About five nights ago I was talking to two neighborhood young people, a guy and his girlfriend. I hadn’t seen them in a while and they spotted me outside, so we stood in the cold and caught up on things. The conversation soon turned to tattoos – her father had spotted tats that he didn’t know she had. The parents didn’t like it one bit. I told her that her parents, being Jewish, had a completely different take on and experience with tats. She went on to explain that they were from a different era and that things had changed. She also added that sometimes people disparage those who are tattooed, not knowing that each tattoo has a story behind it. That got me to thinking about an upsetting incident that I witnessed many years ago in high school. I must have been in the ninth grade.
Mr. Harry Siegal was not only my English teacher but the editor of “The Triangle,” the school newspaper on which we worked. The paper’s name was a reference to the shape of our school, Schenley High School in Pittsburgh, Pennsylvania.
Then, as now, I thought he was the finest teacher that ever inhabited a classroom. Mr. Siegal taught English and literature with freshness and sometimes excitement, especially if it was an author that he especially loved, like Charles Dickens or the poet John Donne. He was generous with praise and just as generous with criticism. Around 5 feet tall, if that, he had a large presence in the classroom. He wore his hair parted on the side and combed away from his face. He was always dressed in a dark suit and always with white, starched, long-sleeved shirts, even during the hotter months as the school year drew to a close. The one thing I remember about him was his shoes. He had the longest, shiniest, highly-polished pointiest-toed shoes I’d ever seen on anyone’s, especially on a man of his height. The toes on those shoes could have picked locks, or cleaned ears. We didn’t know much else about him except that he was single and lived with his mother. We thought that was a hoot, for even in the ninth grade many of us dreamed of the day when we could move out of the house and leave our mothers (and fathers and siblings) behind. But Mr. Siegel was my favorite teacher, and even today, whenever I hear of teachers’ awards and recognition, Mr. Siegel’s name, voice, and form come to mind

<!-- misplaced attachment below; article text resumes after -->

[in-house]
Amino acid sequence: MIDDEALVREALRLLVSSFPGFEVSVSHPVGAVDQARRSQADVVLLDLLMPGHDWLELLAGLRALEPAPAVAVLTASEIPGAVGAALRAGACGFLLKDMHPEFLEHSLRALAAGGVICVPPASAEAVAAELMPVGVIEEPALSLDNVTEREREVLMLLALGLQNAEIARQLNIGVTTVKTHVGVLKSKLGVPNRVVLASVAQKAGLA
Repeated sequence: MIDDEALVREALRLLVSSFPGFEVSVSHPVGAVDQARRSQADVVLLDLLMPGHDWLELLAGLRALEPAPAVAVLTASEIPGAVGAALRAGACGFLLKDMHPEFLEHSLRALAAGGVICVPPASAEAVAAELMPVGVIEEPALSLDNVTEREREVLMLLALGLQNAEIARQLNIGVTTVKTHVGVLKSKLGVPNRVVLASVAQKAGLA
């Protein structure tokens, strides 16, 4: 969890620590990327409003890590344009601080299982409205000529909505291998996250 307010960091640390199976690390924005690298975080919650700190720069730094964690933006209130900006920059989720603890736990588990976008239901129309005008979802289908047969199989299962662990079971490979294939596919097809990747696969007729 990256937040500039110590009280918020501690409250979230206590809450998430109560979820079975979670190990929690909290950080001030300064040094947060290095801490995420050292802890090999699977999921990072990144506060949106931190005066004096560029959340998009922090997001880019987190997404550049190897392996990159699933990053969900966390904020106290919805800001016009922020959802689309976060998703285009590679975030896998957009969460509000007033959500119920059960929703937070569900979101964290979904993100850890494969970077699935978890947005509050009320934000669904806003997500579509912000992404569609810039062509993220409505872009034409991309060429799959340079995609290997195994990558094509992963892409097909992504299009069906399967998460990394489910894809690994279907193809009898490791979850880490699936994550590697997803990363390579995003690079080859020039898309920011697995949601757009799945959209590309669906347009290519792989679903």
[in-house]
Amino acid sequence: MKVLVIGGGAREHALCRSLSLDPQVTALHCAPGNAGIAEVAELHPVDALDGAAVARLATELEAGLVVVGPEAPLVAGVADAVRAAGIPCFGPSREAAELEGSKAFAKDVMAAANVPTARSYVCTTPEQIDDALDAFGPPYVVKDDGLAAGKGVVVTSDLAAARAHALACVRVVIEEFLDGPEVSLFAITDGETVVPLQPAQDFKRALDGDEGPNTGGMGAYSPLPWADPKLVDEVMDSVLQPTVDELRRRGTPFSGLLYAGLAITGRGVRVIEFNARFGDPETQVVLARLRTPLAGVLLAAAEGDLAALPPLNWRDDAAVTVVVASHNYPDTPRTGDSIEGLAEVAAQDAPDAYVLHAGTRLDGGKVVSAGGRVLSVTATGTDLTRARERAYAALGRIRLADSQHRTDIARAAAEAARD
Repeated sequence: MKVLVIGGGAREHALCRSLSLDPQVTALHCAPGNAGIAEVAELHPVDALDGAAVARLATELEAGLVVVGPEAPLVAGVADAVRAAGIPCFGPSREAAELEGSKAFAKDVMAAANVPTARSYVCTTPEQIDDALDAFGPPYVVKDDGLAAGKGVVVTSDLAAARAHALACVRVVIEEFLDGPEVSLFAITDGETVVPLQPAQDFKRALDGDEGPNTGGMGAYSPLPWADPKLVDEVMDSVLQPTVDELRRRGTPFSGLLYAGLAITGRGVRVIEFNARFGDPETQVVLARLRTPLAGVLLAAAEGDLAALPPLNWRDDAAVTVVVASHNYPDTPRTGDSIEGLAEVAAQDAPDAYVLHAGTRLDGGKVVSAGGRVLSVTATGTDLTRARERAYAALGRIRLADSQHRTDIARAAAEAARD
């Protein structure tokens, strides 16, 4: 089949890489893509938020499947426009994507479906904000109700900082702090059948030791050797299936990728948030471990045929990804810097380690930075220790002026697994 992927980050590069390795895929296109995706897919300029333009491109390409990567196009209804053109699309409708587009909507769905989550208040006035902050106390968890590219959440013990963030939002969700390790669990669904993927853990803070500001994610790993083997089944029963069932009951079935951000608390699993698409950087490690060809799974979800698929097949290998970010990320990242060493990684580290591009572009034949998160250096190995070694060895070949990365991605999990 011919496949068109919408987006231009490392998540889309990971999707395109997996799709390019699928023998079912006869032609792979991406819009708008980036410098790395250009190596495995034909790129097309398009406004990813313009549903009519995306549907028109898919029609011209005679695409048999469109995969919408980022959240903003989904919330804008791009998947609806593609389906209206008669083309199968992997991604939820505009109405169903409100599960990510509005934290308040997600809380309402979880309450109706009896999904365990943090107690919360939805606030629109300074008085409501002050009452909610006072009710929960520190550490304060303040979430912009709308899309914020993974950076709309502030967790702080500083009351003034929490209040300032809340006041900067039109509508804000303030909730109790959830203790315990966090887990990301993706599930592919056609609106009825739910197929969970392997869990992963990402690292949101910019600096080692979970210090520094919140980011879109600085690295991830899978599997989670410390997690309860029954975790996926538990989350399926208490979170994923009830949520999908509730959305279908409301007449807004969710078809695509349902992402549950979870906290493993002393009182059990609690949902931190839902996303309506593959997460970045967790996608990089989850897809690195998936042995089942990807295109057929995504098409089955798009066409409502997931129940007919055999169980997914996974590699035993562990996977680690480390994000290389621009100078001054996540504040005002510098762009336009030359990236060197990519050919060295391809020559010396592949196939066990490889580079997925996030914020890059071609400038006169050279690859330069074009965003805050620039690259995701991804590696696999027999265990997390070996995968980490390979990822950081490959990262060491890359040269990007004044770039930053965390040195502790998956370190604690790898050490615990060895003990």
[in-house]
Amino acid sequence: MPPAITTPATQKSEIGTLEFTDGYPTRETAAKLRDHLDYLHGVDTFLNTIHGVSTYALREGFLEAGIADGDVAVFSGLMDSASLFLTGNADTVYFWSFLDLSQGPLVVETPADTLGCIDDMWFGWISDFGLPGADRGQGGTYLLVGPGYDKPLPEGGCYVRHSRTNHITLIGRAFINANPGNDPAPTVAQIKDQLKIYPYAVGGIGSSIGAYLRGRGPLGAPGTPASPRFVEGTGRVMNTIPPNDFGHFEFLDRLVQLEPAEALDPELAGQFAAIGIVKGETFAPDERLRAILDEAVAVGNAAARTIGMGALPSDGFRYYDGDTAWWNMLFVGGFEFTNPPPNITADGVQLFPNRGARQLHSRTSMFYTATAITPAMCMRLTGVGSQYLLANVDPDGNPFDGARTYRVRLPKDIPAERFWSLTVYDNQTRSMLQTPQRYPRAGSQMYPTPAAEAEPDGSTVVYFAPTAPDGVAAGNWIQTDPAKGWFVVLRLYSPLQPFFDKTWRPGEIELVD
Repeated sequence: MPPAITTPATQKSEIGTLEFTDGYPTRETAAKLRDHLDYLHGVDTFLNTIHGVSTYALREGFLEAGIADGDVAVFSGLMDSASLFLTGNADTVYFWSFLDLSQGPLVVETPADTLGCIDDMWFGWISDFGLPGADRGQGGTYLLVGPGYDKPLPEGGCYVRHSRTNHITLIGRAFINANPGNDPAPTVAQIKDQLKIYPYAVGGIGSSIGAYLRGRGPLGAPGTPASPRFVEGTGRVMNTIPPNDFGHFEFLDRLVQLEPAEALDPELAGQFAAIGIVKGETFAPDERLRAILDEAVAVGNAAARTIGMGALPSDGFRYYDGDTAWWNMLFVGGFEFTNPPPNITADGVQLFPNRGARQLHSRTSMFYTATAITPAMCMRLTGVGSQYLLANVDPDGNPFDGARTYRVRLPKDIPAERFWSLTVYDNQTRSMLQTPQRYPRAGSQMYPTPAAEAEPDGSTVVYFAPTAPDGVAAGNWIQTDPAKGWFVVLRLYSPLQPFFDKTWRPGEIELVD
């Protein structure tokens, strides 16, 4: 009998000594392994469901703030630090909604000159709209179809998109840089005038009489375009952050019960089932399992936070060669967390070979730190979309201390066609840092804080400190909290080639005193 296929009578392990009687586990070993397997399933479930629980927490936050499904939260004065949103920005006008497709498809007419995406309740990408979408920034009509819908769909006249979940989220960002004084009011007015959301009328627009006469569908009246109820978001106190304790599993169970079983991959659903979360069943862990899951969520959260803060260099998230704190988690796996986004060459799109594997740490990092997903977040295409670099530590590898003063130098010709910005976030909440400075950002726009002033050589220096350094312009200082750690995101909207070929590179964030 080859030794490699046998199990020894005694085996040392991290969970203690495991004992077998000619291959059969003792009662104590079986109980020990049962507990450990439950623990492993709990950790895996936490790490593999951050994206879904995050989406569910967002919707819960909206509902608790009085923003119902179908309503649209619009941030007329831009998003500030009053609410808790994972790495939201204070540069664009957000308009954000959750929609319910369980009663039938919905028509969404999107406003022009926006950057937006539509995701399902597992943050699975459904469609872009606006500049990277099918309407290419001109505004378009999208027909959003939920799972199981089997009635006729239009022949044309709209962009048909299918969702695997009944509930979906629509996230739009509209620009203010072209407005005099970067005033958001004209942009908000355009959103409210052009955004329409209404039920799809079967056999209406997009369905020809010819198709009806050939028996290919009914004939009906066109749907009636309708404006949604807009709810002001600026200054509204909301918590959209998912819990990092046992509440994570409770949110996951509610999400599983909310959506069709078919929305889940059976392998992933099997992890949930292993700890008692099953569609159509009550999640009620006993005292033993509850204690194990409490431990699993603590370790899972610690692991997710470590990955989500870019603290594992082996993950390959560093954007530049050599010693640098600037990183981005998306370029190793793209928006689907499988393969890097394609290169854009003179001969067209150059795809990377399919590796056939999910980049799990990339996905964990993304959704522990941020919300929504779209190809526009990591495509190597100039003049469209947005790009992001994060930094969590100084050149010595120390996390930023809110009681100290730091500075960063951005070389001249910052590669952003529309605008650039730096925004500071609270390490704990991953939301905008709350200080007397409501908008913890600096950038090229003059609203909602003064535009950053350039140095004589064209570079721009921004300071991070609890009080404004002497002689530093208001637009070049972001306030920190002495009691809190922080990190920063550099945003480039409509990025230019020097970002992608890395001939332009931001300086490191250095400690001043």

We were all gathered at our desks waiting for the return of our graded papers. The assignment had been to choose a hero and then write about him or her. Strangely, I no longer remember whom I had chosen; I only remember the red “A” and “Excellent!” written across the top margin of my paper.
Three of us were chosen to read our papers in front of the class. The final student took his place in front of Mr. Siegal’s desk and began to read his paper. I don’t remember his name, only that he was a chunky – stocky – red-cheeked and sporting a brownish-blond crew cut. He was a bold reader, not the least bit shy or hesitant. Mr. Siegal stood behind his desk as the student read, and soon his smile, or smirk, began to redden his face and eyes. It quickly became apparent to us that the man being held up as a hero was Adolph Hitler.
Mr. Siegel’s transformation was startling – no – frightening. He slowly moved toward this student and stood beside him, his arms folded across his chest. At times during the reading, he looked at the ceiling. The student seemed oblivious to Mr. Siegel’s growing agitation.
When he’d finished, he moved toward his seat, but Mr. Siegel stopped him. I don’t recall all the details, but the student was asked to defend his choice, and the more he talked the angrier our teacher became. He rebutted the student’s defense of Hitler, and I remember him punctuating his phrases by poking the student’s shoulder. Now it was his turn to turn red.
Finally, Mr. Siegal dismissed him. You could feel the release of tension in the classroom, but our teacher wasn’t finished with us yet. He remained in front of the class He was wordless. He unbuttoned his cuff. He rolled up his sleeve. That, he said, to all of us, is what his hero is responsible for.
He went on to explain the significance of the tattoo and how he came to have it. I don’t remember the student’s reaction, probably because I was looking so intently at our teacher’s forearm. The greenish-blue number. Clearly legible. After all that time. And I still remember. After all this time.